ON OMAHA BEACH, France — An overwhelming sound of gunfire and men’s screams. That’s how World War II veteran Marie Scott described D-Day as ceremonies were to honor those who fought for freedom in the largest naval, air and land operation in history.
On Tuesday, the whistling sound of the wind accompanied many reenactors who came at dawn on Omaha Beach to mark the 79th anniversary of the assault that led to the liberation of France and Western Europe from Nazi control. Some brought a bunch of flowers, others waved American flags.
Scott lived it all through her ears. She was just 17 when she was posted as communication operator in Portsmouth, Britain. Her job was to pass on messages between men on the ground and Gen. Dwight D. Eisenhower and senior officers who were supervising the operation.
“I was in the war. I could hear gunfire, machine guns, bombing aircraft, men screaming, shouting, men giving orders,” she recalled.
“After a few moments of horror, I realised what was happening … and I thought, well, you know, there’s no time for horror. You’ve got a job to do. So get on with it. Which is what I did.”
Now about to turn 97, Scott said D-Day was a “pivotal point” in her life.
“As a noncombatant, I was still in the war and I realized the enormity of war. People were dying in that moment.”
On Tuesday, a ceremony was to be held at the American Cemetery in Colleville-sur-Mer, overlooking Omaha Beach, which is home to the graves of 9,386 United States soldiers, most of whom lost their lives in the D-Day landings and ensuing operations. On the Walls of the Missing are inscribed 1,557 names some of them who have since been recovered and identified.
U.S. Defense Secretary Lloyd Austin and Joint Chiefs of Staff chair Gen. Mark Milley were to take part in the commemoration alongside WWII veterans.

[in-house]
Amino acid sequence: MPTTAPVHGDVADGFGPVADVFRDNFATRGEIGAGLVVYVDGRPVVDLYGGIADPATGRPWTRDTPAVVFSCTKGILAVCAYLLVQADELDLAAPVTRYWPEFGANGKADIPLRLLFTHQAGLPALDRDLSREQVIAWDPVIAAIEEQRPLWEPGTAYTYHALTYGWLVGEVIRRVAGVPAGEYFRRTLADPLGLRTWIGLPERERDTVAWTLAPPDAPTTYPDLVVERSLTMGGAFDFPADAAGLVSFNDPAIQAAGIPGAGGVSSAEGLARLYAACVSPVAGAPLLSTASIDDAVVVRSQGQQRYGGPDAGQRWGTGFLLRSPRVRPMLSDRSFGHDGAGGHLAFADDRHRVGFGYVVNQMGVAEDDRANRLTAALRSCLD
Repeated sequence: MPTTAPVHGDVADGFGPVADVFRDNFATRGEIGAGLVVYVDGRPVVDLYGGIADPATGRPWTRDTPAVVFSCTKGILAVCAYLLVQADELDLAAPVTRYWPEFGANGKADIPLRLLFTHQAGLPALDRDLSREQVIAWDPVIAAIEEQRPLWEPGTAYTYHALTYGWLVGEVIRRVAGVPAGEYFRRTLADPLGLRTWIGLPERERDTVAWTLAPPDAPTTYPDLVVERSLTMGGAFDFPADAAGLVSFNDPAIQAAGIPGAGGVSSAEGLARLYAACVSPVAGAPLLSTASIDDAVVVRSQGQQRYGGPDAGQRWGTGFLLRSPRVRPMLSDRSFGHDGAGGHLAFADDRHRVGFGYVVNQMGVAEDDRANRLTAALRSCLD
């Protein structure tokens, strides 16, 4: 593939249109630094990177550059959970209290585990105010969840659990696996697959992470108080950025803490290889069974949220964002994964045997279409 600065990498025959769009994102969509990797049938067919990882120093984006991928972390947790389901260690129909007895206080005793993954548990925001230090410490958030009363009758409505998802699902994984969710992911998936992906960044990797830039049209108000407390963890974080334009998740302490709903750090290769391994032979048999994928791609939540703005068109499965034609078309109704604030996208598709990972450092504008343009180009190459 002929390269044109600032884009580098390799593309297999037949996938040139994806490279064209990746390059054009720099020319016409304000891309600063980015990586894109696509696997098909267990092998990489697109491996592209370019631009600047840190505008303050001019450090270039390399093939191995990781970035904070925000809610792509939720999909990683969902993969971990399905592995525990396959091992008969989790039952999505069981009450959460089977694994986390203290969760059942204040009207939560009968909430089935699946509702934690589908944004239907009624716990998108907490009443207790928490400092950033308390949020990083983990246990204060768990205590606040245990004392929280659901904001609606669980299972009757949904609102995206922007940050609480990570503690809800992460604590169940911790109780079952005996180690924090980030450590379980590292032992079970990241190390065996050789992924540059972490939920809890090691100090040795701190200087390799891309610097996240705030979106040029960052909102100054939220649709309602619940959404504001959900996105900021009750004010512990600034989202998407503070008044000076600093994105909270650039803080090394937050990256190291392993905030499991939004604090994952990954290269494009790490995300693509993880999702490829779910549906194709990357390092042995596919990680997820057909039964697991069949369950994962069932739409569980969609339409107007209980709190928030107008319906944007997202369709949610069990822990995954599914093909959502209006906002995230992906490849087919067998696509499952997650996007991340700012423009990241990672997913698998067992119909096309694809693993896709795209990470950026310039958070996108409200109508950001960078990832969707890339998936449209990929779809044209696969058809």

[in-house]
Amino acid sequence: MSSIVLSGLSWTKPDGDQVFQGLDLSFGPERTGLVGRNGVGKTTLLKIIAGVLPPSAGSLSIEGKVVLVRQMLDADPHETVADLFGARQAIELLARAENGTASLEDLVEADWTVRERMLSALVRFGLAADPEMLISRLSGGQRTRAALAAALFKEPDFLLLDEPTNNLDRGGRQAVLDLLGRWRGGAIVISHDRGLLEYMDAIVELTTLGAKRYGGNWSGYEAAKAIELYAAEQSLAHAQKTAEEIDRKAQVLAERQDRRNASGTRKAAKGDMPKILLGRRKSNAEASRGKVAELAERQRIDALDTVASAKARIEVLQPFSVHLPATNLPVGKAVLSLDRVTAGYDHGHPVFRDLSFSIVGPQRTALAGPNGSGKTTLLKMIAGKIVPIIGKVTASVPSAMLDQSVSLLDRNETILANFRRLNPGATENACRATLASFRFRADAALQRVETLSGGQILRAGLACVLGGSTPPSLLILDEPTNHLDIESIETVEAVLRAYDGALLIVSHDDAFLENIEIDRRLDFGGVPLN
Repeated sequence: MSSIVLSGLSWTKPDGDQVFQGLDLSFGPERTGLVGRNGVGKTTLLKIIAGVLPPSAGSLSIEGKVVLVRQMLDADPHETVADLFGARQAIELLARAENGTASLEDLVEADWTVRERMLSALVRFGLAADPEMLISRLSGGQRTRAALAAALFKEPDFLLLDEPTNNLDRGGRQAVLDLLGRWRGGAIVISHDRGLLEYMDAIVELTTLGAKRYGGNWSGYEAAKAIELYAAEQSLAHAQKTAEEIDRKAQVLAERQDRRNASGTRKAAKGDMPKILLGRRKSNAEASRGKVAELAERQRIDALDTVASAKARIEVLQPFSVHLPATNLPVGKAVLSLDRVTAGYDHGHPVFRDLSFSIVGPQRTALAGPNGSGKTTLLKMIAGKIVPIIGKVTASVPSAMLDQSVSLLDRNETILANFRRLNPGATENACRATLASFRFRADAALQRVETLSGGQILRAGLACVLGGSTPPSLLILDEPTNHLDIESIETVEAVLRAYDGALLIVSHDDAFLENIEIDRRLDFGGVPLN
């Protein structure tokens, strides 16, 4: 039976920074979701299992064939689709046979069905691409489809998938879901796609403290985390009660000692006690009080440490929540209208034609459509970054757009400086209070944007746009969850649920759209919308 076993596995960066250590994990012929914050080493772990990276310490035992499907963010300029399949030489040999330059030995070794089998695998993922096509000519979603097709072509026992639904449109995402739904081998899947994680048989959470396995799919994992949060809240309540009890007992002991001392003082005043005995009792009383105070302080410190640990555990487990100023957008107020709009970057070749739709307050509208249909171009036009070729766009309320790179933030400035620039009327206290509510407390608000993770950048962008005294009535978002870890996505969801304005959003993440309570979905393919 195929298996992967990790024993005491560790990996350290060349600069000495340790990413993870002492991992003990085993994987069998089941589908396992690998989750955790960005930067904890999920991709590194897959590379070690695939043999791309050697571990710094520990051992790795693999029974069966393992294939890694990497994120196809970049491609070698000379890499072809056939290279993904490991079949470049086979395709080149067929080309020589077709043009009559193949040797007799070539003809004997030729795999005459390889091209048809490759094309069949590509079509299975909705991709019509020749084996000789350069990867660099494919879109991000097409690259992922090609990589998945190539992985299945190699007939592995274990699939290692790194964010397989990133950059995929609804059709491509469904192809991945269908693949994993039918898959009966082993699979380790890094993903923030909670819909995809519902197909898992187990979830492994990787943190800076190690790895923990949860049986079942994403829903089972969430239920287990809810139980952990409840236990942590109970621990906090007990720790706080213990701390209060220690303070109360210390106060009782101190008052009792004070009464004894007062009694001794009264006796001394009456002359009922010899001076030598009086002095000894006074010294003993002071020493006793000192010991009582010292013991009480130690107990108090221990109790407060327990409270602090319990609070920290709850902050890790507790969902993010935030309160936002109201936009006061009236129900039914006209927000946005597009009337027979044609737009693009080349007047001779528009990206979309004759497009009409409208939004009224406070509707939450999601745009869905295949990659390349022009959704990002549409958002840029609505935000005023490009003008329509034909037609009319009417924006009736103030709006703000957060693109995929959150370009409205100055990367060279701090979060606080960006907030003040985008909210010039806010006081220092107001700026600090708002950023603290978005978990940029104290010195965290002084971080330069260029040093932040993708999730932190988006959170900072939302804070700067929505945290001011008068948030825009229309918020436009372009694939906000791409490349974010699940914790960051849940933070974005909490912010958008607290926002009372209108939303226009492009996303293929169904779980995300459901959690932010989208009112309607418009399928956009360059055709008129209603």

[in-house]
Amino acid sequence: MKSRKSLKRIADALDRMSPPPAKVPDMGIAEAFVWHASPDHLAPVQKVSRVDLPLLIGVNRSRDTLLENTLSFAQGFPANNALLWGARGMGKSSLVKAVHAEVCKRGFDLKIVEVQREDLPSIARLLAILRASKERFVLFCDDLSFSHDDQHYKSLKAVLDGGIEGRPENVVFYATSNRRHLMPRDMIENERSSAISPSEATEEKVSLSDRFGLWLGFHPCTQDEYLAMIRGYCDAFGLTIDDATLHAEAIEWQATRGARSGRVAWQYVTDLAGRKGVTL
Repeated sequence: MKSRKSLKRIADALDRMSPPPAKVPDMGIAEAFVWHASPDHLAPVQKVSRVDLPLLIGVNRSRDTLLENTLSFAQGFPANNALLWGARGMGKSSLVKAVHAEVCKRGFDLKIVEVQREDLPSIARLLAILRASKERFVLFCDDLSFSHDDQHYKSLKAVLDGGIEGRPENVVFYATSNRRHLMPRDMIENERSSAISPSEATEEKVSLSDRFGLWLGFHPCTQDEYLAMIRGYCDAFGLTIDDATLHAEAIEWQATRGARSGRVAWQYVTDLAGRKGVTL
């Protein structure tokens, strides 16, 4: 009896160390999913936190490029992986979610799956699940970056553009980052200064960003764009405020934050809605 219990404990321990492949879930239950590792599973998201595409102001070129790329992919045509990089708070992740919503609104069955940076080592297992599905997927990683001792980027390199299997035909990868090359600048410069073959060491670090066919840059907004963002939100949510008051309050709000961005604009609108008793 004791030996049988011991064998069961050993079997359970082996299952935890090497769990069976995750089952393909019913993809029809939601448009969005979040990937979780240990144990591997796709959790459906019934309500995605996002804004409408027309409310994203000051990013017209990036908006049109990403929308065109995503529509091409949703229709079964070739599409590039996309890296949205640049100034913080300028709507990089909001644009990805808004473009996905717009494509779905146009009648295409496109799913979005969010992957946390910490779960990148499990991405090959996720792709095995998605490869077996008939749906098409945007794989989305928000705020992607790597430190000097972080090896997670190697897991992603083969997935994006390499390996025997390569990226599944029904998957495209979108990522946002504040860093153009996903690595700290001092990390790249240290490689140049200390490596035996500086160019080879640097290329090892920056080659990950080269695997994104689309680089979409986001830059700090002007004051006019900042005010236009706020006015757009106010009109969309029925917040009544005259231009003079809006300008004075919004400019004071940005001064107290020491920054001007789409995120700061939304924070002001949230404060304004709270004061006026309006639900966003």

An international ceremony was later scheduled at the nearby British Normandy Memorial in the presence of officials from Germany and the nine principal Allied nations: Belgium, Canada, Denmark, France, Great Britain, the Netherlands, Poland, Norway and the U.S. French Minister of Armed Forces Sébastien Lecornu and British Defense Secretary Ben Wallace were expected to attend.
Many visitors came to the American Cemetery ahead of Tuesday’s ceremonies to pay tribute to those who sacrificed their lives.
Jean-Philippe Bertrand, a visitor from the French southern city of Marseille, walked through the countless lines of white crosses Monday. “It’s unimaginable to do such a sacrifice for my freedom, for my son’s freedom,” he said.
“You hear about it on the news and you see the pictures. But once you’re here and you see the reality and the sacrifice that has been made for our beautiful country — I wanted to make the trip once in my life to thank all these people to whom we owe so much,” he added.
German professor Andreas Fuchs, who is teaching French in Berlin, brought students ages 10 to 12 to Normandy via an exchange program.
“It’s very important for children to have a moment in their lives to understand the liberation of Europe. And to know what peace has been for 80 years,” he said.
Jeffrey Schaeffer, Nicolas Garriga and Thomas Padilla contributed to the story.
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